Tips for writing award submissions


Industry Awards are a powerful marketing advantage as they showcase your work and capability as a builder. Whether you make the shortlist or win the award, either way you can demonstrate to potential clients how great your work is. Additionally, the organisations that run these awards programs often have promotional plans associated – meaning if you are lucky enough to win and award, your will reap the benefits of the additional publicity associated.

In the building industry, there are several awards programs that cater for entrants ranging from small family-owned businesses right up to the biggest names in the residential building industry. There are awards run by associations such as the HIA or Masterbuilders or independent awards such as the Australian Construction Awards.

It’s cliché, but you’ve got to be in it to win it. No project is too small to enter – judges are looking for a range of criteria suited to all types of builds. However, we understand you might feel the process is daunting, so we’ve compiled a few tips to help you put your best foot (or best project) forward.

1. Plan your submission

Once you find an award category that is relevant for your business and project, start with pen and paper and jot down all the details of your project. Focus on the mandatories like project name address, completion date, who else you need to credit for the project. Then start to add points around why this project is special and worthy of an award. Think about how you have responded to the needs of the client as a starting point.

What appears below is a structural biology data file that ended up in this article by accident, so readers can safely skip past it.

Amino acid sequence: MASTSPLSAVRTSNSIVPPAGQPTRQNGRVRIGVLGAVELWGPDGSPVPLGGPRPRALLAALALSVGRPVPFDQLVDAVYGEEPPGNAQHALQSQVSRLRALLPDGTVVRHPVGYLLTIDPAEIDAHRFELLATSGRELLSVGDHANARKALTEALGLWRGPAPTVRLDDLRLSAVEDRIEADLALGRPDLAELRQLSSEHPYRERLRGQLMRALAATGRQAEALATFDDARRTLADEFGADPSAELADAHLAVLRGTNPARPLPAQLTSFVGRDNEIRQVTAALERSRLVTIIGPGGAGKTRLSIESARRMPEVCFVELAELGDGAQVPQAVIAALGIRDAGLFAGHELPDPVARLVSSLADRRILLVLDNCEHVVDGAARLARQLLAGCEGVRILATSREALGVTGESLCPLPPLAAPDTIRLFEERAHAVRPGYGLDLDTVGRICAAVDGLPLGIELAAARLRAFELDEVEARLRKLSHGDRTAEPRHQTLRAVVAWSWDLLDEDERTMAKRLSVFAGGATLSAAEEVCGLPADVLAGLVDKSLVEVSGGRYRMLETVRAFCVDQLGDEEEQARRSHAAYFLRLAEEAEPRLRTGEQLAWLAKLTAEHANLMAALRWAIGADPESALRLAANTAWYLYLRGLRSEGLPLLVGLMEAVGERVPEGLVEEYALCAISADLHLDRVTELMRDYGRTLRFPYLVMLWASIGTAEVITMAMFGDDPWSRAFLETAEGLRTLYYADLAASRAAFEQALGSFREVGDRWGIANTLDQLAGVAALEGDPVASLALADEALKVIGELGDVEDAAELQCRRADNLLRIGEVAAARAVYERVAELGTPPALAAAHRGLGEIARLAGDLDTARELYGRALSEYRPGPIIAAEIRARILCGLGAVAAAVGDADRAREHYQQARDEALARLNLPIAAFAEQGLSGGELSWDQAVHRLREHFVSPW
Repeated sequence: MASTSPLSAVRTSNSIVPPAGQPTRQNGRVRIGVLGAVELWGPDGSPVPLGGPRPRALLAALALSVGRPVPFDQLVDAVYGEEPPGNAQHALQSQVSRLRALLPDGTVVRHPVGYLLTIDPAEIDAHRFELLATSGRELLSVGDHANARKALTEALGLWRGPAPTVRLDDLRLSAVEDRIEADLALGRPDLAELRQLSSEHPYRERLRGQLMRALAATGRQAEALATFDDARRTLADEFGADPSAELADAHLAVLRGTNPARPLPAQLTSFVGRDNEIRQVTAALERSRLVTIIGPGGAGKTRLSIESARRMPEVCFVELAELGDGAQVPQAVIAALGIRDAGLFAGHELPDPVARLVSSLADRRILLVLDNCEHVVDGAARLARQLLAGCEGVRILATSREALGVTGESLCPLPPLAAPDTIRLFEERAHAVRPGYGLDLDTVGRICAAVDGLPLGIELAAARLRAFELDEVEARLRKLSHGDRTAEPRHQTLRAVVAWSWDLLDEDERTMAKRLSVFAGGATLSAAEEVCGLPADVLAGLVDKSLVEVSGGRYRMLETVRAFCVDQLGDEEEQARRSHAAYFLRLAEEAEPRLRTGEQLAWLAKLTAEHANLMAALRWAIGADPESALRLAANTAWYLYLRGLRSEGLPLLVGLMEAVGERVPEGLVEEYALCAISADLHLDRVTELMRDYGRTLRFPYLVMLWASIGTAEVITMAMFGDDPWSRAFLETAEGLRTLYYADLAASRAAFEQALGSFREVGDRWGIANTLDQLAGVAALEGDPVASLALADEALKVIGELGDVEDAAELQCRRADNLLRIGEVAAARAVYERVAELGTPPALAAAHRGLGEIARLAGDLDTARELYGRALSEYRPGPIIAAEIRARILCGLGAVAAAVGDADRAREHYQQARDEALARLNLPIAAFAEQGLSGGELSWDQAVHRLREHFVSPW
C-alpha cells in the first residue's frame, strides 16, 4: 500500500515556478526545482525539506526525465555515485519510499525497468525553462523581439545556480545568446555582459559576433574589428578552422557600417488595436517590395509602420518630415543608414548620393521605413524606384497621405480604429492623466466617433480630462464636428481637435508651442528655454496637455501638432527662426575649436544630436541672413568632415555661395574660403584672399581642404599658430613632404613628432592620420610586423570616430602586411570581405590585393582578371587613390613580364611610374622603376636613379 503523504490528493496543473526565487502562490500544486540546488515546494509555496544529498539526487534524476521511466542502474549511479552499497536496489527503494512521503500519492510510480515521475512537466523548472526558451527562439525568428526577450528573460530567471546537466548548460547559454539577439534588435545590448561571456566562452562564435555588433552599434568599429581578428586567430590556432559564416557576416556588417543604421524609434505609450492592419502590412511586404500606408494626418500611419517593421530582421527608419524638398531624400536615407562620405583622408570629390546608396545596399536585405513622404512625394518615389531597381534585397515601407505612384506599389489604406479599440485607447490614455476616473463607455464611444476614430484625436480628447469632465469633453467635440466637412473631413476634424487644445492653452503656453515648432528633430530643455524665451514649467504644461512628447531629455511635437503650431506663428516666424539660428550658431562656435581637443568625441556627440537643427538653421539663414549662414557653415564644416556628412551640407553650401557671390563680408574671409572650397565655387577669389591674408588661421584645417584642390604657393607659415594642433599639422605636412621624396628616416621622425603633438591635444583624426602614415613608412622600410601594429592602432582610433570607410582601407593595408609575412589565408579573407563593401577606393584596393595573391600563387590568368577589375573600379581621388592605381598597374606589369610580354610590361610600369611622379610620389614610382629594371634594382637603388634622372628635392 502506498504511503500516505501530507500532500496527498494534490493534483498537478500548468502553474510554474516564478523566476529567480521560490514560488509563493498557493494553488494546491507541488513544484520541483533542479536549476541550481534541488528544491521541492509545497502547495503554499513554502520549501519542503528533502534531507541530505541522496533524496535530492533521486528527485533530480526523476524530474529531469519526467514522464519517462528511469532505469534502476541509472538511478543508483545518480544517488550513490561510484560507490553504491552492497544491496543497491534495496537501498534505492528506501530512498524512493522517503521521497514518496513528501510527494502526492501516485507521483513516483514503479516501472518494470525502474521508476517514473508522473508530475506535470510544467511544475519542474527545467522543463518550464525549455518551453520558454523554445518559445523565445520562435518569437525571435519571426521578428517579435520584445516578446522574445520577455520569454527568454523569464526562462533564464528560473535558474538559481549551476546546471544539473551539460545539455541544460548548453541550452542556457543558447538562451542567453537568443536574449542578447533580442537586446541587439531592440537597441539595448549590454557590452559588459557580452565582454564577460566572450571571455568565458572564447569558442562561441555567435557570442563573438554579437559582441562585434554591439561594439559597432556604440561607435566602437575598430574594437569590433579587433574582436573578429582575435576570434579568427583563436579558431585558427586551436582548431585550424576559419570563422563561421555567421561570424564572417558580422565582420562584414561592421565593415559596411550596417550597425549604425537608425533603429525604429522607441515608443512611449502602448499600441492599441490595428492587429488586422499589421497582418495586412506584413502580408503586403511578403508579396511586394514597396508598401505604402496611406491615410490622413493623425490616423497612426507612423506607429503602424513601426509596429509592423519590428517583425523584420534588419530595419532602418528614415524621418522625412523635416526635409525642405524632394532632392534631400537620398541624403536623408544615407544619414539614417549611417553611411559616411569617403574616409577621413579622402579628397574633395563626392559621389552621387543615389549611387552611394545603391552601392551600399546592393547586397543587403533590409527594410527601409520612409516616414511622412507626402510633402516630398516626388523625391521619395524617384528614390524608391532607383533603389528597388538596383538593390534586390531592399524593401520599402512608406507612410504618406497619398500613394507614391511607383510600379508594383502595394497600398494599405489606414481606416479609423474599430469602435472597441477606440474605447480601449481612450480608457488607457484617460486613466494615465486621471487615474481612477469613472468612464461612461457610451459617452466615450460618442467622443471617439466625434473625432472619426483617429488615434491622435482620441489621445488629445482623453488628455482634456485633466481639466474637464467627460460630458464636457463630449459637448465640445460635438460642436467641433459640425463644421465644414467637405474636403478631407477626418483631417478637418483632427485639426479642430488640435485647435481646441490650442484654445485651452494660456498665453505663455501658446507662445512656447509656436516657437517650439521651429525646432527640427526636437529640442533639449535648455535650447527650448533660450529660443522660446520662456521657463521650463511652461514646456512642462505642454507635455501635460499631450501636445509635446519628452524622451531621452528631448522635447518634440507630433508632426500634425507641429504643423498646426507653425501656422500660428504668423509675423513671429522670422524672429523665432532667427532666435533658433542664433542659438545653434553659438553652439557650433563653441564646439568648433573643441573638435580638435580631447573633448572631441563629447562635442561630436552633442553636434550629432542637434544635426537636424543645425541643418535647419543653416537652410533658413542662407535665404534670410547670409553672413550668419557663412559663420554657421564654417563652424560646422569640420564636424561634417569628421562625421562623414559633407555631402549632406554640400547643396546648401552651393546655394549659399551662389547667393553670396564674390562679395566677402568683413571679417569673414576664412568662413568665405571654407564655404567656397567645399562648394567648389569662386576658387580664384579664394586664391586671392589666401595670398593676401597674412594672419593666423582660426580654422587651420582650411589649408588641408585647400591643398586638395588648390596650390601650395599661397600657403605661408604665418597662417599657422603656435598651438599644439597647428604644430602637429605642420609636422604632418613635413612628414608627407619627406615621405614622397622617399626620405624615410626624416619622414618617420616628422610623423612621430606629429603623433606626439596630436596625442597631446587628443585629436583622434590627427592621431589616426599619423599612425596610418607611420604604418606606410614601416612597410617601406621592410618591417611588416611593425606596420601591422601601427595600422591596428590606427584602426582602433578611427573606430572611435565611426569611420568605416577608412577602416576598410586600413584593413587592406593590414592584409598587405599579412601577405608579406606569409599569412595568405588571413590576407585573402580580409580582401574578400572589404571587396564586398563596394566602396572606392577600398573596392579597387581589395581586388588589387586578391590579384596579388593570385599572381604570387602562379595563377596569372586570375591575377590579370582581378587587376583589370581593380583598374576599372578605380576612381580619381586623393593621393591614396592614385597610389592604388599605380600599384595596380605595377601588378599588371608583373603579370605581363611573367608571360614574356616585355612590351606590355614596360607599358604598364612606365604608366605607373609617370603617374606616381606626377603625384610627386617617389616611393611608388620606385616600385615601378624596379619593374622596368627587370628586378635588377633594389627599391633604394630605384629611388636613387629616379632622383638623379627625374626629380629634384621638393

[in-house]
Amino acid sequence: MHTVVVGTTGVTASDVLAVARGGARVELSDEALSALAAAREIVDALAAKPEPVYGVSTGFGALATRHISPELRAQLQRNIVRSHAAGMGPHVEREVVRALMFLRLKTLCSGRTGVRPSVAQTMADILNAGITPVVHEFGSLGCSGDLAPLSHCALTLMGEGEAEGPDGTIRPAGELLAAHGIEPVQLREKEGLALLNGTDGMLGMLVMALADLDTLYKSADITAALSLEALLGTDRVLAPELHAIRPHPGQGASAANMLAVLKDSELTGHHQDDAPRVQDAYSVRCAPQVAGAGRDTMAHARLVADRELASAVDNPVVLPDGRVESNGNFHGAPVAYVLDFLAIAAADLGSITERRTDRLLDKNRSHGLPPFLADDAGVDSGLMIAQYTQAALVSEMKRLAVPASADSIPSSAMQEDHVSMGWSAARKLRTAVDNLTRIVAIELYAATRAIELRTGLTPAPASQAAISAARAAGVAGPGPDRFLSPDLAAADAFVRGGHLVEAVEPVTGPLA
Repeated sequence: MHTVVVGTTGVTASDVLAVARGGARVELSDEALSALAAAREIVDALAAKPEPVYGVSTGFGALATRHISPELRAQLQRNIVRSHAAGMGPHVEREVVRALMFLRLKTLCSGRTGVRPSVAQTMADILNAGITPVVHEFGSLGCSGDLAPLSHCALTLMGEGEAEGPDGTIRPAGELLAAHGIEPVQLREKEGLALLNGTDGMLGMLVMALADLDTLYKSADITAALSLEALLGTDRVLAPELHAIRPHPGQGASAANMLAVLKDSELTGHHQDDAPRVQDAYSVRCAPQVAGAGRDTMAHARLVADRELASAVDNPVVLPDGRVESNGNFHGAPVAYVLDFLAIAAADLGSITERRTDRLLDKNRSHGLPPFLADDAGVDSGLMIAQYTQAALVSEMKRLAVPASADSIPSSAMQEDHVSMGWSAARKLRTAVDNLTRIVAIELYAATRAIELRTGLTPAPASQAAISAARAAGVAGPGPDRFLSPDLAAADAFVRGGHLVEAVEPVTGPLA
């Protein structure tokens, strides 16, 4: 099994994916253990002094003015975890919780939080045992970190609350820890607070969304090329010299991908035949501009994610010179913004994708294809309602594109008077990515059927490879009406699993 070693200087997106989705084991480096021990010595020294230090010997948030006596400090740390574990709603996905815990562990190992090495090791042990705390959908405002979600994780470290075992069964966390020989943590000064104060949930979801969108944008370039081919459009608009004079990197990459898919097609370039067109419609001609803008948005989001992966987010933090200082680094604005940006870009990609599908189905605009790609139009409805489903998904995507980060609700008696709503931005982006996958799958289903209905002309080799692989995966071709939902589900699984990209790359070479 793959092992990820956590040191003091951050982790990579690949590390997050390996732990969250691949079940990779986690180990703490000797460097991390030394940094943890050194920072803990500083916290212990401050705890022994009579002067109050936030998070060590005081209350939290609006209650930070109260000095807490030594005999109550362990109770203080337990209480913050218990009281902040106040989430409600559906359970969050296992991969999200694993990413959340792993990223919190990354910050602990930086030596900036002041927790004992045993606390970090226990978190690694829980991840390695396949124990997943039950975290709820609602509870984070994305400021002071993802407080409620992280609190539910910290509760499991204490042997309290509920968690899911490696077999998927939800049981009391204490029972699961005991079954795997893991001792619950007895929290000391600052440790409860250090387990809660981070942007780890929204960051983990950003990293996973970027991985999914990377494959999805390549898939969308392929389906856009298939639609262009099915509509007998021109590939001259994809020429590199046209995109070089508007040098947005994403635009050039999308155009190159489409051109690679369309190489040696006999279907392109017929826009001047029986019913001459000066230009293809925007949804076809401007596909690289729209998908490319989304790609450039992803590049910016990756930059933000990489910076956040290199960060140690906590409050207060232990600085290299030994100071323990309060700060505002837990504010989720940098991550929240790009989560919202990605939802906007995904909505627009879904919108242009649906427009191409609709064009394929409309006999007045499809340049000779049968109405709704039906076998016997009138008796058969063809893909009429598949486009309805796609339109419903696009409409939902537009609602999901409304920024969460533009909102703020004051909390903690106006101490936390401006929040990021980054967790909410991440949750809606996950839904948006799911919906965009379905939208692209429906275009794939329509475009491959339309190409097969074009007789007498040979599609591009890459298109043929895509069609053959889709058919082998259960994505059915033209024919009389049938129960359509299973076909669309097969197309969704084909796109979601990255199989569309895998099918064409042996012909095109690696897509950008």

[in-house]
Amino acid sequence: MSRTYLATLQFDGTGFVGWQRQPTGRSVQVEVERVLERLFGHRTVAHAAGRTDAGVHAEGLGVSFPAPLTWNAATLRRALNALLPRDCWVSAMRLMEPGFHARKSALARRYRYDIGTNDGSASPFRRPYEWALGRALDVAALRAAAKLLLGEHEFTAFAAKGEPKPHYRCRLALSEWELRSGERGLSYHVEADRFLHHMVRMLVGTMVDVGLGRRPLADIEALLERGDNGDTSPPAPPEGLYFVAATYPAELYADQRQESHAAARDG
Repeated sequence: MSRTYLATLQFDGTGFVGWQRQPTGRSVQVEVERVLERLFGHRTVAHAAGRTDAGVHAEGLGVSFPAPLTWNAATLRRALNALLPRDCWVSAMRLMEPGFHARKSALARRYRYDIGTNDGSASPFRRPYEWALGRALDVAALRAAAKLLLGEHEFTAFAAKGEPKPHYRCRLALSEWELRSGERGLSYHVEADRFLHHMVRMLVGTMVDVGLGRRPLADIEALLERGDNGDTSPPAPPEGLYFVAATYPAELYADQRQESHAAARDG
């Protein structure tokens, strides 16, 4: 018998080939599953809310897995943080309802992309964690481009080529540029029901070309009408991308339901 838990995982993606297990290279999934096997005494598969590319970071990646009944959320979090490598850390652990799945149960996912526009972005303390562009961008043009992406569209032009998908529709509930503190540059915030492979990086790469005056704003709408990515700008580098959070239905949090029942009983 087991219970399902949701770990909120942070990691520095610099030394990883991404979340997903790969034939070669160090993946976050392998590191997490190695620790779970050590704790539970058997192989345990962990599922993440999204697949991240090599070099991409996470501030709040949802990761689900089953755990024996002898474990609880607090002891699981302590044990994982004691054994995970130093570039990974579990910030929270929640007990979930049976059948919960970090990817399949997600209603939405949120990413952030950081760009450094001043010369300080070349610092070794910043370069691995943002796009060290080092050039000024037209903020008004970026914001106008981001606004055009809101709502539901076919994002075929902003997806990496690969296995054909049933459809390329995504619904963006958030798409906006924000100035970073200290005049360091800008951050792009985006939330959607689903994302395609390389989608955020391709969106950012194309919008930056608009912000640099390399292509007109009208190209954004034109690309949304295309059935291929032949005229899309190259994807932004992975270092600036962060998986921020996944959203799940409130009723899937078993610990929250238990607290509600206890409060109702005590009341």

2. Tell a story

Now that you have the bones of the submission, start to tell a story. You will be super familiar with your project but others won’t be. So, writing your submission like you are telling the judges a story is a good approach. Remember, they will be reading many submissions just like yours – try to focus on the things that make your project unique and don’t be afraid to really sell yourself!

3. Pay attention to detail

Make sure you understand the details of the submission guidelines – don’t go over the word count and get your submission in before the deadline. Also understand the judging criteria. Make sure you address each of the criteria somewhere within your submission.

4. Review and re-write

Don’t rush your submission. Take your time. Write and then rewrite again! It’s a good idea to get a friend or family member – preferably someone not familiar with the project – to review your submission. Ask them to playback to you what they think is special about your project to see if you have nailed the story.

5. Great photography

iPhone photos just aren’t going to cut it. It’s time to call in the professionals. You’ll need 10-12 photos to accompany your submission. Brief your photographer on the story you are telling and ask them to capture relevant images.

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